This book does not pretend to be a scholarly investigation. It is rather a journalistic report, and not even that, because it includes my own interpretations of a set of facts derived from a wide historical investigation. My own personal experiences were often more important to me than the striving for objectivity (my translation).

It is thus a mixture of many different kinds of book. Chapters of sober history are interspersed with biographies of some of the main characters in the story, and others with information about Pienaar’s own experiences in gathering the material.

So, for example, he not only gives the content of his interviews with Brigadier Lerm, who was in charge of the police in KwaNdebele at the height of the war, and whose main aim at the time was to suppress any opposition to KwaNdebele independence; he also describes the atmosphere of the interviews, right down to a description of the furniture and ornaments in Lerm’s house.

So the book is three genres in one, and in my view that adds to its value and gives the reader a fuller picture. If you want to understand Afrikaner nationalism, and how the ideology of apartheid developed, and how apartheid still affects South Africa today, read it. It’s an excellent account of all this. I’d still like to have had an index and footnotes, though.

In the spirit of Pienaar’s writing, I will also add to my review on GoodReads. There I wrote a more or less straightforward review, but the book is also mingled with my own experiences. I became personally involved in KwaNdebele for at least part of the time, and in reading it I found the story Pienaar was telling was interwoven with my own experiences.

At the end of 1982 I was appointed Director of Mission and Evangelism for the Anglican Diocese of Pretoria, and at one church meeting the Revd David Aphane, who was then Rector of the parish of Mamelodi West, reported on the growth of KwaNdebele. He had tried to hold services for the Anglicans there, but it was growing so fast and in so many directions that he could not cope, since he was also responsible for a large urban parish.

We arranged for David Aphane to lead the diocesan mission committee on a tour of KwaNdebele, which took place on 6 September 1984, and he took us on a long trip which covered several rapidly growing settlements — Ekangala near Bronkhorstspruit, Elandsdoorn near Dennilton, Siyabuswa and Boekenhouthoek. By then it was getting dark, so we could not see Kwaggafontein and Tweefontein, but we counted 320 Putco buses bringing commuters back from working in Pretoria, 90km from Kwaggafontein and 120km from Siyabuswa/Valschfontein.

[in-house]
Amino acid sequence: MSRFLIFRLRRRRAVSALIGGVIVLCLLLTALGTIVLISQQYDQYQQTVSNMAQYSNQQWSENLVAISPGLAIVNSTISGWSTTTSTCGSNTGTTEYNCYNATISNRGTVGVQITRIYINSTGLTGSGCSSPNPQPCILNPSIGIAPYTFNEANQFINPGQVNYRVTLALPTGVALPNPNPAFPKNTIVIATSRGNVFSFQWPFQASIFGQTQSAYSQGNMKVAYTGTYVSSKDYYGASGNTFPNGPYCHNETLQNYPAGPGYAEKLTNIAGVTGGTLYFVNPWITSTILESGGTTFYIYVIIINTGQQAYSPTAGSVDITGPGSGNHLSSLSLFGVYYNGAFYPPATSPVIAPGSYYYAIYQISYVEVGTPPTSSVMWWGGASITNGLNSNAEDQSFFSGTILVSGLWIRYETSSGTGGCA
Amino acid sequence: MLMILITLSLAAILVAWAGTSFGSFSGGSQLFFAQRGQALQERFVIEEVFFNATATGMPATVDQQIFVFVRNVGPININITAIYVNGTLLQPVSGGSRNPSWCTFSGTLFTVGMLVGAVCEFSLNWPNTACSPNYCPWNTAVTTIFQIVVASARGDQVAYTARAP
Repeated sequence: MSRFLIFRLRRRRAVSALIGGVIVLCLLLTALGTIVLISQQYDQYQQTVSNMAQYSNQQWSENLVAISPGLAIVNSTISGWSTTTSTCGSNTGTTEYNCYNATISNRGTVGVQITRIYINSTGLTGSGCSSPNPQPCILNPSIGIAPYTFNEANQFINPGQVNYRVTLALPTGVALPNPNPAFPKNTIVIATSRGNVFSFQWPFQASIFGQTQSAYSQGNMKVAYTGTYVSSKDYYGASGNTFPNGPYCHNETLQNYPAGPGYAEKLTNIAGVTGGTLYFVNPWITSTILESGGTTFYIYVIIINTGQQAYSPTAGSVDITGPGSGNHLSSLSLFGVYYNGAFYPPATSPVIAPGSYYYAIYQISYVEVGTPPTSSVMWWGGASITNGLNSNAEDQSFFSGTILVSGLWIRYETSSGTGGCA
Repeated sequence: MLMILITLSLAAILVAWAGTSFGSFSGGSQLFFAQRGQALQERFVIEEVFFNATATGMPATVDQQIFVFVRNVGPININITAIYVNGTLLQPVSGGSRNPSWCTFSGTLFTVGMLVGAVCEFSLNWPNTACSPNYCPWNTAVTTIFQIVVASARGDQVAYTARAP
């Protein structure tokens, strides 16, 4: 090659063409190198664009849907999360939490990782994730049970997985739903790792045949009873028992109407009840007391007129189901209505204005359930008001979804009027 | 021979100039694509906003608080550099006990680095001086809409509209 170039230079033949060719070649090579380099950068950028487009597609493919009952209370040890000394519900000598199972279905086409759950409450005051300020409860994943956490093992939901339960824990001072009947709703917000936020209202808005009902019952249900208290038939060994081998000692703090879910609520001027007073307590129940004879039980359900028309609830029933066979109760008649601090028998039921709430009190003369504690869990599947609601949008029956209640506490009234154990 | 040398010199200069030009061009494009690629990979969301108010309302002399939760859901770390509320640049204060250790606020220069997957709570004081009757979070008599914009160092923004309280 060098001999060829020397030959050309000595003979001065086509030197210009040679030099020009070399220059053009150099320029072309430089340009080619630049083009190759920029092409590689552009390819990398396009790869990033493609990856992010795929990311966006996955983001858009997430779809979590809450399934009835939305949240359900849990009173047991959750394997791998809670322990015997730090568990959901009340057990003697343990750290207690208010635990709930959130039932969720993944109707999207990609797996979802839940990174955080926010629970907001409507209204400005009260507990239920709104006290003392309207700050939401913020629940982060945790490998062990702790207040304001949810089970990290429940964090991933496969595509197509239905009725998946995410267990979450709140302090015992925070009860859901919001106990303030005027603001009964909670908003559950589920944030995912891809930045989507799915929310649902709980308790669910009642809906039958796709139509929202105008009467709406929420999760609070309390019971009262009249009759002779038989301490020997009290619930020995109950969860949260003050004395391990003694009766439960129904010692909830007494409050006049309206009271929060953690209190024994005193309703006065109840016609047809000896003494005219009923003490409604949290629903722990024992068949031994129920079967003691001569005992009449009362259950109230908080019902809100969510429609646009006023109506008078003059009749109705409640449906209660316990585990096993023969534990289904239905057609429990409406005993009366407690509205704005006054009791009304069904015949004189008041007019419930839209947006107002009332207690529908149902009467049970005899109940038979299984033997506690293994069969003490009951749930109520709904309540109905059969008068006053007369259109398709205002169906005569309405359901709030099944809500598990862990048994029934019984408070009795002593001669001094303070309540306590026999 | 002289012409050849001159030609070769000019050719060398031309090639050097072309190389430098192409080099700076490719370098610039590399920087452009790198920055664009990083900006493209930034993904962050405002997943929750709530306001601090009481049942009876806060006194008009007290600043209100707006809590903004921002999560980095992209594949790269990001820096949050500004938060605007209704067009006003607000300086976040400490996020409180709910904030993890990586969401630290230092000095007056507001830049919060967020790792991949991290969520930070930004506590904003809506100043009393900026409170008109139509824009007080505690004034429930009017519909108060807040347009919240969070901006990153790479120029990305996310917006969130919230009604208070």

We developed a plan for church planting in KwaNdebele, which involved bringing the Revd Alphaeus Ndebele from Swaziland, who was a talented evangelist, and working to raise up local ministries in each of the settlements, using the principles of the Anglican missiologist Roland Allen. It was a rather ambitious plan, and it failed, partly because some people in the Diocese of Pretoria did not understand the Roland Allen method, and partly because the Third War against Mapoch was gaining momentum and many of the local communities were in chaos.

Eventually I wrote my masters dissertation in missiology on The iViyo loFakazi bakaKristu and the Anglican mission in KwaNdebele but at the time I wrote it I was not aware of Pienaar’s book, which would have been enormously useful as a source.

One of the first things we did in starting the mission was to conduct community surveys. What kind of people lived in those places. We gathered volunteers from several Anglican parishes in Pretoria, gave them a crash training course, and went to Ekangala one Saturday. We sent out 75 teams of three people. Each team had at least one male and one female, one black and one white. In South Africa in 1985 it was rare for people in a place like Ekangala to be visited by a mixed group of people, but the principle there is that when predictability is low, the impact is high; when predictability is high, the impact is low.

The 75 teams visited 100 homes that Saturday afternoon. We found that most of the families were young couples who had previously been living with their parents on the East Rand (another long commute). They belonged to 50 different denominations, none of which had a church in Ekangala, Only two families had a member working in nearby Ekandustria, the showpiece of apartheid “border industries”. The reason? The wages paid in the factories in Ekandustria were less than the rents in Ekangala. The people who worked in Ekandustria commuted an equally long distance from Kwaggafontein and points north.

Alphaeus Ndebele started holding services in his house at Ekangala, and soon had a large and lively congregation.

So Pienaar’s book didn’t only give me a better understanding of South African history, it gave me a better understanding of my own history.